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#5 Ballets That Have The Most Unusual Stories Ever

The opinions expressed in this article are the writer’s own and do not reflect the views of Her Campus.

The universe of ballet is full of magic and fantastic stories, which is what makes it so beautiful. However, it can also make the plot line a bit strange and complicated to understand. Spirits, personification and unusual dreams are very common in the tales. If you don’t know the story beforehand, it can be hard to figure out what is going on in the story. To help you understand the plot line ー and have a little fun with the strange narratives ー we’ve selected 5 ballets and explained what they’re all about. Check it out!

La bayadère

Written by Marius Petipa and Sergei Khudenov, the story of La Bayadère is about Nikiya, a temple dancer who falls in love with Solor, a young warrior. The couple plans to run away together and decides to swear their loyalty to each other before the sacred fire. However, Solor ends up forgetting all about his oath when Rajá, a powerful and rich man, offers his daughter’s hand in marriage, who is called Gamzatti. When Nikiya finds out about the new arrangement, she runs to Gamzatti and begs her not to marry Solor. Out of despair, she tries to stab her with a dagger, but can’t go through with it, which only makes Gamzatti want to kill her.

During the celebration of Solor and Gamzatti’s wedding, Rajá demands that Nikiya presents a dance and, after, she is gifted with a beautiful basket of flowers. But what she didn’t know is that Gamzatti hid a poisonous snake in it and, in the middle of her dance, she gets bitten in the eye. A priest, who was a friend of hers, finds an antidote and gives it to Nikyia, however, after realizing that Solor actually wants to marry Gamzatti, she decides not to take the cure and dies.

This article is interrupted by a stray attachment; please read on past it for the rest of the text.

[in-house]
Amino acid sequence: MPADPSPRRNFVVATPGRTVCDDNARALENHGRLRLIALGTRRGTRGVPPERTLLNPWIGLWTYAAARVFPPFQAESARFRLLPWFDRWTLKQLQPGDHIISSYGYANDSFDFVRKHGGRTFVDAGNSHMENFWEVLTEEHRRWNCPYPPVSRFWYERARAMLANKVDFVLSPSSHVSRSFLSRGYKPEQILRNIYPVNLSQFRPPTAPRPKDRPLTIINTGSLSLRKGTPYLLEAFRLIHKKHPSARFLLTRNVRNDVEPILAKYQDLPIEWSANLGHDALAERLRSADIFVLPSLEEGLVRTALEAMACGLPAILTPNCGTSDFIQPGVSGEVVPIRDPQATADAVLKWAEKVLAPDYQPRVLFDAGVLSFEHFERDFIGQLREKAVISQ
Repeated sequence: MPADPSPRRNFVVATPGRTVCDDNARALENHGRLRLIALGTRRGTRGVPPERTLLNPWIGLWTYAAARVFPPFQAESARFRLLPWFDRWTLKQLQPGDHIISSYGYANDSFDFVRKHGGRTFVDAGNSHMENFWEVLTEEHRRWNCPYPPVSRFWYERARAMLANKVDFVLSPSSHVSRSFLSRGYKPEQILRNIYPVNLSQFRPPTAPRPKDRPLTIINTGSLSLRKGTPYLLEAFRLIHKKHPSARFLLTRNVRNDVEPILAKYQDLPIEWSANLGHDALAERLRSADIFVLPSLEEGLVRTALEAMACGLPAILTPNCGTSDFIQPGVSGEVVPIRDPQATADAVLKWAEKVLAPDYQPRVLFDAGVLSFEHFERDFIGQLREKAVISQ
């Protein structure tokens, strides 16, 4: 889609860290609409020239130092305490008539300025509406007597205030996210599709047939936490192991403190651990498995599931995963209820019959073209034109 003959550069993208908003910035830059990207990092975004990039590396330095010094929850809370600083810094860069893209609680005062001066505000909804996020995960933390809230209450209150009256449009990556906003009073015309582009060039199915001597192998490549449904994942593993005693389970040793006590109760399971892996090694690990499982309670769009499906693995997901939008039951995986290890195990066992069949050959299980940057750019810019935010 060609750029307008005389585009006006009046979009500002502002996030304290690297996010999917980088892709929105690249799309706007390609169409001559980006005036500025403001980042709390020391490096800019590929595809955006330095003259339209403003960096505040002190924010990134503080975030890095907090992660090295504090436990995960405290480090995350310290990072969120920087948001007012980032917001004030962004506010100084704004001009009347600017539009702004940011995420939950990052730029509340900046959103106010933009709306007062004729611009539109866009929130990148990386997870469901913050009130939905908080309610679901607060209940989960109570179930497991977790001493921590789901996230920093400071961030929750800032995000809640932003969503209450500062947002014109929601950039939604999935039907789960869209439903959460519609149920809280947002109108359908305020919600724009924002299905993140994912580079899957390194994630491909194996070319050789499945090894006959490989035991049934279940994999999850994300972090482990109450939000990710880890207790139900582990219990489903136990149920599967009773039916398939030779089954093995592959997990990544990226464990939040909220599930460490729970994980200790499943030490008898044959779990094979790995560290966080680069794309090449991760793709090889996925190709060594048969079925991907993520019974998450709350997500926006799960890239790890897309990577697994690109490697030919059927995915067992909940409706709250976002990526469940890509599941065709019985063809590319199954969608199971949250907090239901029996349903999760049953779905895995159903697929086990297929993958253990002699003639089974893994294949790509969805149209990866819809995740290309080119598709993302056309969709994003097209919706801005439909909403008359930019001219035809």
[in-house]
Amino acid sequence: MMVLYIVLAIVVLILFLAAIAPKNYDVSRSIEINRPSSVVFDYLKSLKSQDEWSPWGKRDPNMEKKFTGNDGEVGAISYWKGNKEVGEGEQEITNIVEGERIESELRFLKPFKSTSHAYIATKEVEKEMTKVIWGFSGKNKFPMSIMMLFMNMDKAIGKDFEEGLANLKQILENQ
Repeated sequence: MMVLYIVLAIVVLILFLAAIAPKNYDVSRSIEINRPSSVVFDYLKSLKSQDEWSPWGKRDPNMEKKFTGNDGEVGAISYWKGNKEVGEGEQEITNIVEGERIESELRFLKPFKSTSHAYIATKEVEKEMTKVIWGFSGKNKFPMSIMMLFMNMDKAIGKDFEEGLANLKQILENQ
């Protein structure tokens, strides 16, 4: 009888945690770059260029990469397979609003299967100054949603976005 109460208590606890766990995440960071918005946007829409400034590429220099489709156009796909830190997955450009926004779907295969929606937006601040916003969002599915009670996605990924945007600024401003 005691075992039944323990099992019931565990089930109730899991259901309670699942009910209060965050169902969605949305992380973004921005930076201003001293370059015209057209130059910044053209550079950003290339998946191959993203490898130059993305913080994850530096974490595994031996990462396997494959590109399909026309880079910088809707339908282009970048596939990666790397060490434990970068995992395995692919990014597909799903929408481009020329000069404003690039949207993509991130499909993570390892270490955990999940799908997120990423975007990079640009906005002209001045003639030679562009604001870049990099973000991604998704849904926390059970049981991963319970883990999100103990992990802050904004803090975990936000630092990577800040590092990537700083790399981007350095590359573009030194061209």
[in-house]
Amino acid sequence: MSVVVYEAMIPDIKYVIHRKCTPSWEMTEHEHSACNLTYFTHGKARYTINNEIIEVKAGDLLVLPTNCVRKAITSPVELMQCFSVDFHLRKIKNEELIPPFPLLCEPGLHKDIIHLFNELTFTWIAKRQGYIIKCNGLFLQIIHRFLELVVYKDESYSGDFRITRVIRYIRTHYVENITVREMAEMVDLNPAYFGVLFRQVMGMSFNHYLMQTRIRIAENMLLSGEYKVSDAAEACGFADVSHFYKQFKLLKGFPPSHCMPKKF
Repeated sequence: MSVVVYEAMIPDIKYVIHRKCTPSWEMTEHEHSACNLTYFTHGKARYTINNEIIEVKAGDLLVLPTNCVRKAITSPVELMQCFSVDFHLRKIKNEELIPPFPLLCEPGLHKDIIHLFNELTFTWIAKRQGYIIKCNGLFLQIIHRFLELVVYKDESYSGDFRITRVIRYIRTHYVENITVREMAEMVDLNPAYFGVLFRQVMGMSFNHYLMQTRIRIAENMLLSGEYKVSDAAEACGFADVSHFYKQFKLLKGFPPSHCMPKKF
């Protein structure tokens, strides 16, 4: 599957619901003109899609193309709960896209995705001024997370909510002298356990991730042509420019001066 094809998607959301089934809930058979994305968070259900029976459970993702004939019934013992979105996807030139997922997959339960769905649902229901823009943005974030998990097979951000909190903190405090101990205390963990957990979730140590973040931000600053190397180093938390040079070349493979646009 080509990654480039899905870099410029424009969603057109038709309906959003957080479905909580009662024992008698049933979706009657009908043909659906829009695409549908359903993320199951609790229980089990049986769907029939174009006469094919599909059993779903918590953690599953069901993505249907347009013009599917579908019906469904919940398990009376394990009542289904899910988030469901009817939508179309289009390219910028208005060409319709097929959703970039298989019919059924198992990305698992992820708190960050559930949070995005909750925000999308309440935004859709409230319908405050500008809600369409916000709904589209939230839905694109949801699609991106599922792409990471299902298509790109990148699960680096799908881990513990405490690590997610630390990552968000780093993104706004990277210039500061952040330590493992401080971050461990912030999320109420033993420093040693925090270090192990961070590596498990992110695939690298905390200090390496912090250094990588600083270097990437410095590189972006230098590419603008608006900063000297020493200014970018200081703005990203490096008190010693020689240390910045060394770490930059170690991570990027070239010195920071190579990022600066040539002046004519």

So far, the story was about a love triangle which had a lot of drama and a tragic ending and that’s not an uncommon plot line. But this is when the story becomes way more strange. Devastated about Nikiya’s death, Solor smokes opium to distract himself and starts hallucinating. He is transported to the Kingdom of the Shades, where he sees Nikiya again and reconciles with her. This scene is often pointed out as one of the first forms of Abstract Ballet. In it, the dance is more relevant than the story to be told. No wonder the plot is so unusual.

When he wakes up, his wedding is ready. The moment Solor and Gamzatti get married, he breaks the oath taken before the sacred fire, which enrages the gods and causes a storm that destroys the temple and everyone in it. In the end, Nikiya and Solor’s shadows are reunited in spirit.

Music: Ludwig Minkus

Choreography: Marius Petipa

Debut: 1877

The Nutcracker

The Nutcracker is one of the most famous ballets ever, but, let’s face it, it is a bit overestimated. Even though the choreography and the music are beautiful, the plot line is very weird. Inspired by E.T.A. Hoffman’s children’s book, The Nutcracker and the Mouse King, the ballet tells the magic and romantic story of Clara and her Nutcracker, a doll which was a gift from her uncle, the wizard Drosselmeyer. During the family Christmas party, the uncle gives out a lot of magical presents to the kids, including harlequin dolls that come to life. 

After everyone had already left the party, Clara falls asleep and her uncle appears again to cast a spell under the Nutcracker and his niece, which leads to an enchanting (and odd) adventure. Suddenly, Clara is awakened by an invasion of enormous rats, and realizes she has actually decreased in size. Then, the Nutcracker, who turned into a real person, appears with an army to defeat the Mouse King, by throwing enormous shoes at their enemy. After the battle, Clara and the Nutcracker escape by the mouses’ hole, which leads to a winter forest and he turns into a handsome prince. The couple watch the Waltz of the Snowflakes, a very famous dance and make their way to the Land of Sweets, ruled by the Sugar Plum Fairy.